The Art of Communicating

Good communication is as exciting as black coffee
and after that it’s just as hard to sleep.
Anne Morrow Lindbergh, “The Gift of the Sea”

The word chat comes from Latin communis or simple. We are talking about a common space that everyone shares, or a common university where everyone shares space. This indicates that two people or two groups have something in common, but in our world today I believe that communication has nothing in common. Many problems and disputes in the world can be explained by poor communication.

The dictionary defines communication as the transmission of information, thoughts or feelings in a way that is perceived or understood in a satisfactory way. As a working definition, we will consider successful communication when there is a common understanding among those who try to communicate.

So, what is the result of a general understanding? What are the consequences of a lack of common understanding? Does there be a common understanding of acceptance, openness and trust between individuals and groups?

I argue that while good communication does not guarantee the improvement of our lives, poor communication exacerbates bad situations and makes it difficult to build and maintain open and meaningful relationships in life.

So, the result of successful communication should be a deepening of understanding and, therefore, an improvement in relationships – and who does not need a better relationship?

Families, colleagues and governments need to improve communication. So let’s see what happens when we communicate, what the problems are and what we can do to improve our communication skills.

I. Elements of the communication process

Communication is a two-way street, and people tend to build their offerings according to busy language routes to maximize their chances of being understood. – Christopher Manning,
Stanford University

Communication is a process; that is, there are certain steps that can be explored. We will treat communication as an endless cycle. However, remember that watching the communication process is similar to suspending a VCR; you watch a frozen snapshot of a dynamic, endless process. It is often said that someone can communicate only if you are dead or unconscious; communication occurs – for better or for the better – when we try and when not.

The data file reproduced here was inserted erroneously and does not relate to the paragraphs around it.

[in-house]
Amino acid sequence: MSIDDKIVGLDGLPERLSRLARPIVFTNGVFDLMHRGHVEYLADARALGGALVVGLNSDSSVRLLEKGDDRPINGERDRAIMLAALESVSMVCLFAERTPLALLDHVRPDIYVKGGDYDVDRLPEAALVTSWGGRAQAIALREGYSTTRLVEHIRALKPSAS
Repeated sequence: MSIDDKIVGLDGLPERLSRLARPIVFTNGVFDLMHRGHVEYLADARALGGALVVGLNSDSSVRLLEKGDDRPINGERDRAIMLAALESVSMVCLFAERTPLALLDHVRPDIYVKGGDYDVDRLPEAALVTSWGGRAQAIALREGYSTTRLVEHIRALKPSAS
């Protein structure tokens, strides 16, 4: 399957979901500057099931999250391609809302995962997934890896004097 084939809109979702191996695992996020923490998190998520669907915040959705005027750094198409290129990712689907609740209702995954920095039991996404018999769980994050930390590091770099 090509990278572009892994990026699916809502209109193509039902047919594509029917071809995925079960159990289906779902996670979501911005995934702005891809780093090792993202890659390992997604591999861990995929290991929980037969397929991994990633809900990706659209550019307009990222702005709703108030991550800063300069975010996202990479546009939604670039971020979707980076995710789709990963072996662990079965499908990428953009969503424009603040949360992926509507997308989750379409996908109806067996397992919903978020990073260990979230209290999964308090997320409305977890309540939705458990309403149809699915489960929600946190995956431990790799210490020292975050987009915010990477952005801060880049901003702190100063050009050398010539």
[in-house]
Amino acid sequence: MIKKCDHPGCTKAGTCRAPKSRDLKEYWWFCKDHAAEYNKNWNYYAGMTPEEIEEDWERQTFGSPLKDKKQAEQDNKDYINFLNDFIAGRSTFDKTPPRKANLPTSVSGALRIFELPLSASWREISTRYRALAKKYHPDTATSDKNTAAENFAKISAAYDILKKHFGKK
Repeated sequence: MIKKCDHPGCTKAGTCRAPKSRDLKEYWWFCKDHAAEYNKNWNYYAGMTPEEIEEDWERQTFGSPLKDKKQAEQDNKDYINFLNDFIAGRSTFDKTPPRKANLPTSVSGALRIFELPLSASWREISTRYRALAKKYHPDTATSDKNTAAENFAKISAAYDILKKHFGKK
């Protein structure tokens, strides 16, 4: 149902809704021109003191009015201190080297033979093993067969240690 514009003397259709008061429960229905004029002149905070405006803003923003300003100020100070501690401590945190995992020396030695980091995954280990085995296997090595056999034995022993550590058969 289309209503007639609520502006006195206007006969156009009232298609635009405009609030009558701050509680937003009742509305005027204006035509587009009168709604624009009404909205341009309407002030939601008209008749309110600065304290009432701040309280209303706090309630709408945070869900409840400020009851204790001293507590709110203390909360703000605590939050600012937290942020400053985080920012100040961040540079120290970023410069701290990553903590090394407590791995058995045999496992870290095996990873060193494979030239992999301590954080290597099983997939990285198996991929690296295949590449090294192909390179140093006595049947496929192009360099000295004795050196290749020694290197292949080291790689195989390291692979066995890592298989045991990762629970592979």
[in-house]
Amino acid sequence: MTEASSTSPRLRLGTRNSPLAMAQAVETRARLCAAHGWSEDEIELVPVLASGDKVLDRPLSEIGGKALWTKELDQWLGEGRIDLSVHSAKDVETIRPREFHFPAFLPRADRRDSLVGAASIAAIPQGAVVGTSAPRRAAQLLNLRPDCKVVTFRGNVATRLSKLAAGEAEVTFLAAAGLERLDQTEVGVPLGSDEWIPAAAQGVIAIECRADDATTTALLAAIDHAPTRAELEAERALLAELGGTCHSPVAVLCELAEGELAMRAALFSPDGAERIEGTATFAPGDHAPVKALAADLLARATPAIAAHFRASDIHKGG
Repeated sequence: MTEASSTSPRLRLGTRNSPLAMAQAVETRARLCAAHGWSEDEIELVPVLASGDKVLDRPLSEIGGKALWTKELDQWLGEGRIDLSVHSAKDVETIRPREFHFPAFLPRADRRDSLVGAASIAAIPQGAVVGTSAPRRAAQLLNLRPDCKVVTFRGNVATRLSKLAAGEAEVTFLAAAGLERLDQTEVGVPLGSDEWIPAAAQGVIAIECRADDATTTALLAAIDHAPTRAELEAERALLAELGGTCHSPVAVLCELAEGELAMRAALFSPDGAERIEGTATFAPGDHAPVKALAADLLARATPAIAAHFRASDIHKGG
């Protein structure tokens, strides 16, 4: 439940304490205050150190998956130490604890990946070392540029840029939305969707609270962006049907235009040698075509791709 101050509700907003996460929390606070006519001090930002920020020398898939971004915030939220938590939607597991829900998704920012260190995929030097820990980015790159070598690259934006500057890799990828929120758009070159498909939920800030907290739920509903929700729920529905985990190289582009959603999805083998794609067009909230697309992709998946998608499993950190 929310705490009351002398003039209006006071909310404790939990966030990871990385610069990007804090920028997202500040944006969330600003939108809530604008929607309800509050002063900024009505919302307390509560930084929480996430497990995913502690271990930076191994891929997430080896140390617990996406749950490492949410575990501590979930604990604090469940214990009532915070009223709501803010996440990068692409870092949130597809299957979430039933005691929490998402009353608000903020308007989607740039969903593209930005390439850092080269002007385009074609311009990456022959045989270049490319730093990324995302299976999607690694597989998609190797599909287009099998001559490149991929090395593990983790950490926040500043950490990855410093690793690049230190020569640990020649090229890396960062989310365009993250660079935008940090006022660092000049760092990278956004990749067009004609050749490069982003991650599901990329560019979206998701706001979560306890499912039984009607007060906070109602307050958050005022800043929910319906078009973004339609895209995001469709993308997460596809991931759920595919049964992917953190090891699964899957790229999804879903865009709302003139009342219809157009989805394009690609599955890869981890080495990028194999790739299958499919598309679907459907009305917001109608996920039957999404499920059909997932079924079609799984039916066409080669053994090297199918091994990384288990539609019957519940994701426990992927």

A. Sender

The sender has something he wants to share with someone else. In our simplified model, the sender is a communicator. Unfortunately, the information about the sender is in his head. Although a lot of work has been done to prove extrasensory perception, for most of us we need to get the information we want to share from our minds and into the other person’s mind in a different way.


The recipient is simply another person (a) with whom the sender is trying to communicate. We will find that the recipient has a number of obstacles that affect whether he comes to a common understanding or not. While the sender is responsible for making a clear message, the recipient has an additional responsibility to listen, listen and provide feedback.

C. Message

A message is not just a word. The message is a rich mix of thoughts, feelings, words and meanings. Even the sender, who says “it’s simple,” doesn’t realize the mixed nature of the message he wants to convey. Many communication problems arise because communication is simple.

D. Some ways to generate a signal

Speak clearly if you are already talking; cut every word
before dropping it.
Oliver Wendell Holmes Jr. (1809-1894)

The signal we’re talking about is how we encode a message in our head and send it to the recipient. We will see that it is not just the sound of words; it can include feelings, relationships and our unique personality. When you think about it, all communication is indirect because we use language tools and nonverbal communication to try to share what we are experiencing within ourselves.

E. Brain
I’d spend hours
Talking to flowers.
If only I had a brain.
Stranger in the Wizard of Oz

Our brains are rich and complex. All communications are filtered through our personality, origin, education, culture and current state. When you are tired, stressed or in unpleasant conditions, communication becomes much more difficult.

Common understanding

Speak correctly and as few words as possible, but always clearly;
because the end of speech is not an external spectacle, it needs to be understood.
William Penn

Let’s go back to our definition. The degree to which someone understands what we are trying to communicate depends on many factors. How similar are we? Do we share significant experience? Are our language skills, our views and beliefs similar? What assumptions have we made about each other based on stereotypes?

It is probably fair to say that the degree of understanding can be assessed on a scale from very well understood to completely misunderstood. And anyone who says, “I totally understand,” is probably wrong.


Comments in our template are the recipient’s responses, which are passed on to the sender. Comments force the sender to change their message to increase the chances that the recipient will understand it. Each of us had the feeling “that they have no idea what I’m trying to say.” How did we come to this conclusion? By interpreting the feedback created by the recipient. This feedback can be verbal or non-verbal.

Communication is blocked by noise

The noise factor can occur anywhere on the line of communication and can be of a physical, physiological or psychological nature.
William Brooks
“Voice connection”

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